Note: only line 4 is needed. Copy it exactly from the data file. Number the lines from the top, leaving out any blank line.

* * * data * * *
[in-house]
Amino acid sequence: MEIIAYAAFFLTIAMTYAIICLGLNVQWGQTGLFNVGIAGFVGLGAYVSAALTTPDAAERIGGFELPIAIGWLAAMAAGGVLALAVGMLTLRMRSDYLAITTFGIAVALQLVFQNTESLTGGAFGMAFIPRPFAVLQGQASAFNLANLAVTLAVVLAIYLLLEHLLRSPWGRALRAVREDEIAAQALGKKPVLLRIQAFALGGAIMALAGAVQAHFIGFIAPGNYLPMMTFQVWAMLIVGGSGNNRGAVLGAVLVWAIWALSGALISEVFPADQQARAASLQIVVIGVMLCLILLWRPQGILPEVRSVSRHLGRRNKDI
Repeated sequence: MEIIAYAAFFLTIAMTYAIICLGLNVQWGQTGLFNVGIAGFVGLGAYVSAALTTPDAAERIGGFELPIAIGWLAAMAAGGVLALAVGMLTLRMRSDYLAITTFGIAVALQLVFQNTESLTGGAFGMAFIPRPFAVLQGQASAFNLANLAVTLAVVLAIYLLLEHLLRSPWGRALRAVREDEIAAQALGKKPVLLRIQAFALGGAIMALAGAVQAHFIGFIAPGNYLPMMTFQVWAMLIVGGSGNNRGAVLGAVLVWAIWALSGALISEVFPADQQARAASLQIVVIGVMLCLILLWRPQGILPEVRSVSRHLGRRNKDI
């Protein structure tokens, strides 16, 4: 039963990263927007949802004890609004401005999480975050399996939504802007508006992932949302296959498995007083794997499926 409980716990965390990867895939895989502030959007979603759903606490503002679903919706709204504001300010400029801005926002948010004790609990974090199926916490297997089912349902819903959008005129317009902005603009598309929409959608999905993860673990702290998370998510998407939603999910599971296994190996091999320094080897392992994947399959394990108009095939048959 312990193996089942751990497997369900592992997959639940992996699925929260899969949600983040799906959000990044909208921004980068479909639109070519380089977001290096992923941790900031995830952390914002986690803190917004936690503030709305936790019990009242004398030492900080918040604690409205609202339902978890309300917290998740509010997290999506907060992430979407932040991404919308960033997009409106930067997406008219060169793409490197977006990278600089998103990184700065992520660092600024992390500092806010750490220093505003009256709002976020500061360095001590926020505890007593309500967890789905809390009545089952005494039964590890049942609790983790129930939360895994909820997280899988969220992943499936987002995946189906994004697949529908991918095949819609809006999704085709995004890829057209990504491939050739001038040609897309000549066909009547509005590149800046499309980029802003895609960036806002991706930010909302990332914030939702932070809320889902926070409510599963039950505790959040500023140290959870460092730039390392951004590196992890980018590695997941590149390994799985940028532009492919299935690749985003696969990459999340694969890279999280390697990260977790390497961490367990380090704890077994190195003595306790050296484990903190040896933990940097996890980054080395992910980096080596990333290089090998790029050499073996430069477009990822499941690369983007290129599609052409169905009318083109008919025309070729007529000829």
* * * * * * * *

């Protein structure tokens, strides 16, 4: 039963990263927007949802004890609004401005999480975050399996939504802007508006992932949302296959498995007083794997499926 409980716990965390990867895939895989502030959007979603759903606490503002679903919706709204504001300010400029801005926002948010004790609990974090199926916490297997089912349902819903959008005129317009902005603009598309929409959608999905993860673990702290998370998510998407939603999910599971296994190996091999320094080897392992994947399959394990108009095939048959 312990193996089942751990497997369900592992997959639940992996699925929260899969949600983040799906959000990044909208921004980068479909639109070519380089977001290096992923941790900031995830952390914002986690803190917004936690503030709305936790019990009242004398030492900080918040604690409205609202339902978890309300917290998740509010997290999506907060992430979407932040991404919308960033997009409106930067997406008219060169793409490197977006990278600089998103990184700065992520660092600024992390500092806010750490220093505003009256709002976020500061360095001590926020505890007593309500967890789905809390009545089952005494039964590890049942609790983790129930939360895994909820997280899988969220992943499936987002995946189906994004697949529908991918095949819609809006999704085709995004890829057209990504491939050739001038040609897309000549066909009547509005590149800046499309980029802003895609960036806002991706930010909302990332914030939702932070809320889902926070409510599963039950505790959040500023140290959870460092730039390392951004590196992890980018590695997941590149390994799985940028532009492919299935690749985003696969990459999340694969890279999280390697990260977790390497961490367990380090704890077994190195003595306790050296484990903190040896933990940097996890980054080395992910980096080596990333290089090998790029050499073996430069477009990822499941690369983007290129599609052409169905009318083109008919025309070729007529000829």